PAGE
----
The combination of brushed ti, black and yellow gave the bike a distinctive appearance that was well coordinated, but didn’t overdo the Mavic flourishes.


This was a gorgeous interpretation, the bike I think I’d be most excited to ride day after day.


Sometimes, the clean line is the best line. IMG_8936

It’s amazing what you can find on the Internet. For their bike, the folks at Argonaut went and researched the Mavic logo and like the Pepsi logo, it has changed, evolved, over the years. IMG_8937

The seat mast is a great place to add a colorful detail and Argonaut used it as a place to trumpet Mavic’s longevity.IMG_8939

On the down tube, Argonaut displayed each of Mavic’s logos used over the years.


And on the top tube, they gave the year each of those logos was put into service. It was a terrific way to really think about milestones over the company’s breadth of existence.


The bike from Independent Fabrication was arguably the most understated of the lot. IMG_8949

Without the Mavic logo, or its various tag lines, recurring throughout the frame, the Indy Fab bike was the most subtle of the bunch.  IMG_8950

And as with all bikes from Independent Fabrication, the welding on this bike was stunning.


Mark Lynskey of Lynskey, Aaron Barcheck of Mosaic, Spencer Canon of Ritte and Ben Farver of Argonaut were all on hand for the unveiling. It

The Ritte and Seven bikes will be auctioned off through the Pro’s Closet for World Bicycle Relief and the Davis Phinney Foundation, respectively. Seven, Independent Fabrication and Lynskey are all offering limited-edition runs of these bikes; the Indy Fab will be in the pain scheme shown, which is why it isn’t quite as ornate as the schemes from Argonaut and Mosaic. The Lynskeys will be somewhat different from the one displayed here. I kind doubt either of those painters would want to repeat those looks.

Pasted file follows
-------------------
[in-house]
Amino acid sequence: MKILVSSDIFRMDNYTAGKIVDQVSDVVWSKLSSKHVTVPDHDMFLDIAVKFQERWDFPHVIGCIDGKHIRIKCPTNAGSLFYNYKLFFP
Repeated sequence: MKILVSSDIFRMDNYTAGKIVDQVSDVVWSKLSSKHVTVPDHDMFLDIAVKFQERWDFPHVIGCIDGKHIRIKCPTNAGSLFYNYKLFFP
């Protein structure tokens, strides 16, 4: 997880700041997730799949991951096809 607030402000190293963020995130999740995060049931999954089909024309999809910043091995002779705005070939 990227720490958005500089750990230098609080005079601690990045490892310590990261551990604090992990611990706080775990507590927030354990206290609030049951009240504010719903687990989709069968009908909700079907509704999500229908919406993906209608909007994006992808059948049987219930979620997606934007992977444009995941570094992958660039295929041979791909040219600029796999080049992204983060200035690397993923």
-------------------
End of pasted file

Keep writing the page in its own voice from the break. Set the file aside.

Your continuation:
The Argonaut and Mosaic bikes will continue to be displayed by Mavic at events they support.



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  1. Waldo

    A pretty stunning collection. Interesting that Mavic asked only American companies for commemorative bikes. Great pictures and comments, Padraig. Thanks a lot. One nit to pick, Mondrian was Dutch, not French.

    1. Sidamo

      I presume that this is a Mavic USA operation, hence the US builders. I’m sure it would have had a more international flavour If it had been run by Mavic France.

  2. Jay

    The Seven is the cream of the crop, in my opinion. The graphics on their bike are understated, yet speak loudly at the same time. If I could choose any of these bikes, all of which are rolling pieces of art, I would choose the Seven. That is all…

  3. Gerb61

    Beautiful bikes. I’m thinking along the same lines as Waldo. Curious as to why Look was not commissioned to build one.
    Seems like they should have been the place to start. Perhaps they have something in the works?
    Anyway 125 years in business is truly an outstanding achievement.

  4. peter lin

    The argonaut is really stunning to me. Seven would get a second place, but they all look delicious. Not that one can eat a bike, but delicious is the best word I can think of to describe the feeling.